Please feel free to visit their website: www.clientcentric.com.au

 

What if I don’t have any weaknesses when asked at an interview? By Matthew Coppola


You may not have any professional working weaknesses that you are aware of that hinder your ability to perform a job to the best you can. Many professionals and tradespersons perform their job very, very well and do not have any areas of concern that they feel they need to address or has been raised to them by a former supervisor or colleague.

So, you may decide to be upfront and honest that to your knowledge, there are no weaknesses that you can think of which need to be dealt with so that you can effectively undertake your duties.

Answering no when asked this question might not be the best approach to take.

Why is that?

I believe this may not be the best approach to take because a prospective employer/the recruiting agent may not entirely view it as truthfulness. But this is only an assumption. It may even impress them. We don’t know.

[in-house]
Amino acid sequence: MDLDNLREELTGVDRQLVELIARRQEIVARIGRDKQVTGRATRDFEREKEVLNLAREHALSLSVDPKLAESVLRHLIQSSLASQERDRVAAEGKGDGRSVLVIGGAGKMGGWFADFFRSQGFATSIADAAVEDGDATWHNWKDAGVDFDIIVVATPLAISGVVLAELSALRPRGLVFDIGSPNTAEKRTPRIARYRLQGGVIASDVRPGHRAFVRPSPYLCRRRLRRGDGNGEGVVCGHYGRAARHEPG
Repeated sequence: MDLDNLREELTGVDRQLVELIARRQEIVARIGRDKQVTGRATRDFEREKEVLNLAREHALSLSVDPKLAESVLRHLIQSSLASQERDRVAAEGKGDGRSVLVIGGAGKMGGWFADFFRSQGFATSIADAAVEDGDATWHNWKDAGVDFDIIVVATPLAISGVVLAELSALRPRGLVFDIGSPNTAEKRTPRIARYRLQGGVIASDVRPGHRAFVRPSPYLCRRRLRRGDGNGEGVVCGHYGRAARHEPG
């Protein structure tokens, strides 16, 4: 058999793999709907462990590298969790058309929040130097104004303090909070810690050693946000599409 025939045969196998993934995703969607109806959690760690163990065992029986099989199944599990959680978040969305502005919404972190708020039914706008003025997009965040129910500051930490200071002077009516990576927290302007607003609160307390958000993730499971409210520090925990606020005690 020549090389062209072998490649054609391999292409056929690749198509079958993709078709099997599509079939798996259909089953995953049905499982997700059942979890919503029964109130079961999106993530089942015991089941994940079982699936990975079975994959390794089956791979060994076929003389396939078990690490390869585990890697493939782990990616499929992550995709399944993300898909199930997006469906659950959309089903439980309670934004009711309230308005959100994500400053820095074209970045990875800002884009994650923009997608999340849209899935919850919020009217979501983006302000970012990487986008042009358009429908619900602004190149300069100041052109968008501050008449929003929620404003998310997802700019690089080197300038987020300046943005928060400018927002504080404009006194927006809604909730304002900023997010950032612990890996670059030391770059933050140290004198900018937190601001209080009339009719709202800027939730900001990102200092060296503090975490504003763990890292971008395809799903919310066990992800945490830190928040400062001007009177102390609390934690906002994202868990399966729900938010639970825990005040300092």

Another option to take is to think about an area of ‘professional development.’ that you would like to pursue. It might be to learn another language so that you can converse better with customers from other backgrounds, or it might be a challenge that you recently faced (ie. Being confident on the phone) but recently you have worked on this and it no longer presents itself as a ‘weakness’ as such.

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Do you have an interview coming up and would like one-on-one coaching?

Client Centric Executive Employment Solutions is an Australian based business that provides interview skills coaching, assists with CV/Resume writingaddressing key selection criteria and covering letters to help you with giving your best foot forward to an employer. Please feel free to visit their website: www.clientcentric.com.au